European stocks fell, snapping a rally that drove the region’s benchmark equity index to an eight-month high, the yen strengthened while Treasuries halted an eight-day decline.
The Stoxx Europe 600 Index (SXXP) slipped 0.4 percent at 9:20 a.m. in London and Standard & Poor’s 500 Index futures lost 0.3 percent. The yield on the 10-year Treasury note declined two basis points. The yen appreciated against 16 of its most-traded peers, gaining 0.4 percent against the dollar. The Standard & Poor’s GSCI gauge of 24 commodities dropped 0.3 percent. “Market gains were fast and furious,” said Franz Wenzel, deputy director of investment strategy at Axa Investment Managers in Paris, which oversees $673 billion of assets. “It’s time for a pause. We’ve started to see liquidity fatigue: All the positive spin attached to liquidity in the market has started to level off.”
The International Monetary Fund said March 16 that Greece may need another bailout, as credit-default swaps dealers hold an auction today to settle as much as $3.2 billion of the nation’s bond insurance. IMF Managing Director Christine Lagarde urged policy makers yesterday to be vigilant about threats to economic stability, citing oil prices, debt and the risk of slowing growth in emerging markets. Apple Inc. (AAPL) plans to discuss its $97.6 billion in cash and investments on a call today.
The Stoxx 600 snapped a four-day rally as automakers and banks led declines. Swiss Life Holding AG (SLHN) dropped 3.5 percent as Goldman Sachs Group Inc. downgraded the insurance company. TNT Express NV rose 2 percent after United Parcel Service Inc. reached an agreement to buy the delivery company for 5.16 billion euros.
The decline in S&P 500 (SPX) futures indicated the U.S. gauge will retreat from the highest level since May 2008.
Apple climbed 2.5 percent in pre-market New York trading as Chief Executive Officer Tim Cook and Chief Financial Officer Peter Oppenheimer plan to host a conference call at 9 a.m. New York time. The maker of the iPad may issue a quarterly dividend of $2 a share, according to data compiled by Bloomberg. The estimate is based in part on the dividends paid by other large technology makers, including Microsoft Corp. and International Business Machines Corp.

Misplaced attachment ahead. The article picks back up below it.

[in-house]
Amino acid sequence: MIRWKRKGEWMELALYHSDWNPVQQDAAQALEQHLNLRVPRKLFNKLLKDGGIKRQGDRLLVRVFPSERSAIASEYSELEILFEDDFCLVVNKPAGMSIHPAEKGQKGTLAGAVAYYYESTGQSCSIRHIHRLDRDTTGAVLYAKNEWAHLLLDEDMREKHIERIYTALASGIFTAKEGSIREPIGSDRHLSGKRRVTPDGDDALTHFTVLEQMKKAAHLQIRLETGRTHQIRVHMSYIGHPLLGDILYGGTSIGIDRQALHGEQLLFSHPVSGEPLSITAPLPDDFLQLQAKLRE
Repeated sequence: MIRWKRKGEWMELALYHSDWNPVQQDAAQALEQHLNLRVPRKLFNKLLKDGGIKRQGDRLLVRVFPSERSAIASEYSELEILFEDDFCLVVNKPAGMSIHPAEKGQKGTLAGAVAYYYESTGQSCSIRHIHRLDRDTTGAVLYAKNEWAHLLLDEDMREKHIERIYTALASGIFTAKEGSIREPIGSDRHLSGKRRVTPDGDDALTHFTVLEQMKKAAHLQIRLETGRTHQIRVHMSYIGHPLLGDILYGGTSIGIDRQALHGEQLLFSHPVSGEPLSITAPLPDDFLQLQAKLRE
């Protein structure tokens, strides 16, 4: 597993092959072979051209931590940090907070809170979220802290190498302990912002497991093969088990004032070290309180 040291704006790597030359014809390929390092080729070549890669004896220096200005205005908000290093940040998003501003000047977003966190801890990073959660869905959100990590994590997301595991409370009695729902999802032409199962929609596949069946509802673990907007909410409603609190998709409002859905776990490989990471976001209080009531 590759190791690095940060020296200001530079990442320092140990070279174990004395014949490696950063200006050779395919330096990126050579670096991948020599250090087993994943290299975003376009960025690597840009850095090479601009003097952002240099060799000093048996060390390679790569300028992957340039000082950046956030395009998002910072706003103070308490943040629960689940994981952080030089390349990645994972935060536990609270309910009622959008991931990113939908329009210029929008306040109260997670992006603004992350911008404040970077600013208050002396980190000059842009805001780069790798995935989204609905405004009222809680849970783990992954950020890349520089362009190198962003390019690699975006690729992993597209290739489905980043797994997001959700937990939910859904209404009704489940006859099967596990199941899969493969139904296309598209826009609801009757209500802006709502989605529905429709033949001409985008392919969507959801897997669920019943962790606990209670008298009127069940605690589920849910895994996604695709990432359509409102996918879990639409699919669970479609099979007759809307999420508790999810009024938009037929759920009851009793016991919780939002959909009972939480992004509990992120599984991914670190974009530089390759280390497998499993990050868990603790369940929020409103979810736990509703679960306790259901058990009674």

The Treasury 10-year yield climbed 35 basis points during the eight days of increases, while two-, five- and 30-year yields also declined today. The German 10-year bund yield dropped four basis points, falling for the first time in five days, while the yield on the similar-maturity Portuguese bond tumbled 14 basis points to 13.52 percent.
The yen rose for a third consecutive day against the dollar and advanced 0.6 percent versus the euro. The 17-nation euro snapped a two-day gain against the dollar, weakening 0.2 percent.
The cost of insuring against default on European corporate bonds rose for the first time in five days, according to traders of credit-default swaps. The Markit iTraxx Crossover Index of contracts on 50 mostly junk-rated companies climbed 3.5 basis points to 531.5, up from the lowest since August.
Brent oil declined 0.5 percent to $125.18 a barrel and copper fell 0.3 percent to $8,487 a metric ton. Wheat dropped 0.7 percent to $6.6725 a bushel.
The MSCI Emerging Markets Index (MXEF) slid 0.3 percent. The Hang Seng China Enterprises Index (HSCEI) of Chinese stocks listed in Hong Kong fell 1.6 percent, its fourth consecutive decline after China’s home prices had the worst performance in at least a year. The BSE India Sensitive Index, or Sensex (SENSEX), dropped 1.3 percent, extending a four-week loss as a gain in oil prices spurred concern the government will find it difficult to curb the fiscal deficit. The Micex Index (MICEX) fell 1.9 percent in Moscow.
New home prices in China weakened in 27 of 70 cities last month from a year earlier and prices were unchanged in six cities, the national statistics bureau said in a statement on its website yesterday. That is the worst since the government began releasing individual data for 70 cities instead of a national average at the start of 2011.